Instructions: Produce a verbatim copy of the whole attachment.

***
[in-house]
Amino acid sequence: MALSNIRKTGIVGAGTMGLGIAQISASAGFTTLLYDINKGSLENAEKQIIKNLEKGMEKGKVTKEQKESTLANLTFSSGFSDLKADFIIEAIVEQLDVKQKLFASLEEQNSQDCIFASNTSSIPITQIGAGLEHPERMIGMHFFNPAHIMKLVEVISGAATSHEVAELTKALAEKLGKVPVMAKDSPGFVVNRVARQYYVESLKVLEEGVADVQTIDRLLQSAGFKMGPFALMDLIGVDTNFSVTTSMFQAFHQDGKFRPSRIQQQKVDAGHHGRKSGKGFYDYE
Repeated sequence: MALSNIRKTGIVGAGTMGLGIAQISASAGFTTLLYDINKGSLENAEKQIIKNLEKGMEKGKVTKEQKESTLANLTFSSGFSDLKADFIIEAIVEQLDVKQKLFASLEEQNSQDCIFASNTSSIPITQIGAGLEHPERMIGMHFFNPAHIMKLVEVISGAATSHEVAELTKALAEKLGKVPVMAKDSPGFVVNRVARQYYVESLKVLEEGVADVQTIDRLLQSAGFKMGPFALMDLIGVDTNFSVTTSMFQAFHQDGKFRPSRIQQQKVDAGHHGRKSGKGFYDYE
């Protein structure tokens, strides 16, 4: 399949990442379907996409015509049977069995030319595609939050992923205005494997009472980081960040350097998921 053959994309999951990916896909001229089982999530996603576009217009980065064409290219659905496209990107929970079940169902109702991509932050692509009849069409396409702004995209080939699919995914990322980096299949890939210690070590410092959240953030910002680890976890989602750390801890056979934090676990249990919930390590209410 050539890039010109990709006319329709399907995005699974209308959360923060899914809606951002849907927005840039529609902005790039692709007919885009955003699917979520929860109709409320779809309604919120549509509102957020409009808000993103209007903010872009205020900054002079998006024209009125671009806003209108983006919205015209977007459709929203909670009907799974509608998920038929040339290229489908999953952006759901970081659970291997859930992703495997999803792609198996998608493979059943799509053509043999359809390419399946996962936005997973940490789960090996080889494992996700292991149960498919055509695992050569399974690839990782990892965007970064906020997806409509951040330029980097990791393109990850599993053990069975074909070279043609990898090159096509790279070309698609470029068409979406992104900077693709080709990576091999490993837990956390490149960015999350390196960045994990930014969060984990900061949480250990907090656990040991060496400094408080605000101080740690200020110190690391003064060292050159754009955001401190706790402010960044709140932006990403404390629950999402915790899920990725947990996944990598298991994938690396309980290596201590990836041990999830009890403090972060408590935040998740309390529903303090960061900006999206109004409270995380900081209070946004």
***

[in-house]
Amino acid sequence: MALSNIRKTGIVGAGTMGLGIAQISASAGFTTLLYDINKGSLENAEKQIIKNLEKGMEKGKVTKEQKESTLANLTFSSGFSDLKADFIIEAIVEQLDVKQKLFASLEEQNSQDCIFASNTSSIPITQIGAGLEHPERMIGMHFFNPAHIMKLVEVISGAATSHEVAELTKALAEKLGKVPVMAKDSPGFVVNRVARQYYVESLKVLEEGVADVQTIDRLLQSAGFKMGPFALMDLIGVDTNFSVTTSMFQAFHQDGKFRPSRIQQQKVDAGHHGRKSGKGFYDYE
Repeated sequence: MALSNIRKTGIVGAGTMGLGIAQISASAGFTTLLYDINKGSLENAEKQIIKNLEKGMEKGKVTKEQKESTLANLTFSSGFSDLKADFIIEAIVEQLDVKQKLFASLEEQNSQDCIFASNTSSIPITQIGAGLEHPERMIGMHFFNPAHIMKLVEVISGAATSHEVAELTKALAEKLGKVPVMAKDSPGFVVNRVARQYYVESLKVLEEGVADVQTIDRLLQSAGFKMGPFALMDLIGVDTNFSVTTSMFQAFHQDGKFRPSRIQQQKVDAGHHGRKSGKGFYDYE
């Protein structure tokens, strides 16, 4: 399949990442379907996409015509049977069995030319595609939050992923205005494997009472980081960040350097998921 053959994309999951990916896909001229089982999530996603576009217009980065064409290219659905496209990107929970079940169902109702991509932050692509009849069409396409702004995209080939699919995914990322980096299949890939210690070590410092959240953030910002680890976890989602750390801890056979934090676990249990919930390590209410 050539890039010109990709006319329709399907995005699974209308959360923060899914809606951002849907927005840039529609902005790039692709007919885009955003699917979520929860109709409320779809309604919120549509509102957020409009808000993103209007903010872009205020900054002079998006024209009125671009806003209108983006919205015209977007459709929203909670009907799974509608998920038929040339290229489908999953952006759901970081659970291997859930992703495997999803792609198996998608493979059943799509053509043999359809390419399946996962936005997973940490789960090996080889494992996700292991149960498919055509695992050569399974690839990782990892965007970064906020997806409509951040330029980097990791393109990850599993053990069975074909070279043609990898090159096509790279070309698609470029068409979406992104900077693709080709990576091999490993837990956390490149960015999350390196960045994990930014969060984990900061949480250990907090656990040991060496400094408080605000101080740690200020110190690391003064060292050159754009955001401190706790402010960044709140932006990403404390629950999402915790899920990725947990996944990598298991994938690396309980290596201590990836041990999830009890403090972060408590935040998740309390529903303090960061900006999206109004409270995380900081209070946004």